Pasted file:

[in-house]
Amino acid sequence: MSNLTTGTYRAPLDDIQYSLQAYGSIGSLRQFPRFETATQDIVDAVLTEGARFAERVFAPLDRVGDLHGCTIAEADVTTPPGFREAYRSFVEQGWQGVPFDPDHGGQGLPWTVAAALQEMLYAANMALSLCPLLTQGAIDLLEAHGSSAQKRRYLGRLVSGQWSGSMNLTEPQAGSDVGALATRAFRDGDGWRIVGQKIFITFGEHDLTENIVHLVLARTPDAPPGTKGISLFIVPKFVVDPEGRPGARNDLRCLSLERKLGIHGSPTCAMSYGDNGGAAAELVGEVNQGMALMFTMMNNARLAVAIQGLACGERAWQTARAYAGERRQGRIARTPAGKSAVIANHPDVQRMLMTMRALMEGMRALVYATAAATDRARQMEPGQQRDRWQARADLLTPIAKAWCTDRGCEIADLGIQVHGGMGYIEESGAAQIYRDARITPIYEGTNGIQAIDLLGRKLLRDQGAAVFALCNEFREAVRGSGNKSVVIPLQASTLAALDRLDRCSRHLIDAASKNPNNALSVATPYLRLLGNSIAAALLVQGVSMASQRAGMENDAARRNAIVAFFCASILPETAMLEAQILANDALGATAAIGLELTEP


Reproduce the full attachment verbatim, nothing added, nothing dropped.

[in-house]
Amino acid sequence: MSNLTTGTYRAPLDDIQYSLQAYGSIGSLRQFPRFETATQDIVDAVLTEGARFAERVFAPLDRVGDLHGCTIAEADVTTPPGFREAYRSFVEQGWQGVPFDPDHGGQGLPWTVAAALQEMLYAANMALSLCPLLTQGAIDLLEAHGSSAQKRRYLGRLVSGQWSGSMNLTEPQAGSDVGALATRAFRDGDGWRIVGQKIFITFGEHDLTENIVHLVLARTPDAPPGTKGISLFIVPKFVVDPEGRPGARNDLRCLSLERKLGIHGSPTCAMSYGDNGGAAAELVGEVNQGMALMFTMMNNARLAVAIQGLACGERAWQTARAYAGERRQGRIARTPAGKSAVIANHPDVQRMLMTMRALMEGMRALVYATAAATDRARQMEPGQQRDRWQARADLLTPIAKAWCTDRGCEIADLGIQVHGGMGYIEESGAAQIYRDARITPIYEGTNGIQAIDLLGRKLLRDQGAAVFALCNEFREAVRGSGNKSVVIPLQASTLAALDRLDRCSRHLIDAASKNPNNALSVATPYLRLLGNSIAAALLVQGVSMASQRAGMENDAARRNAIVAFFCASILPETAMLEAQILANDALGATAAIGLELTEP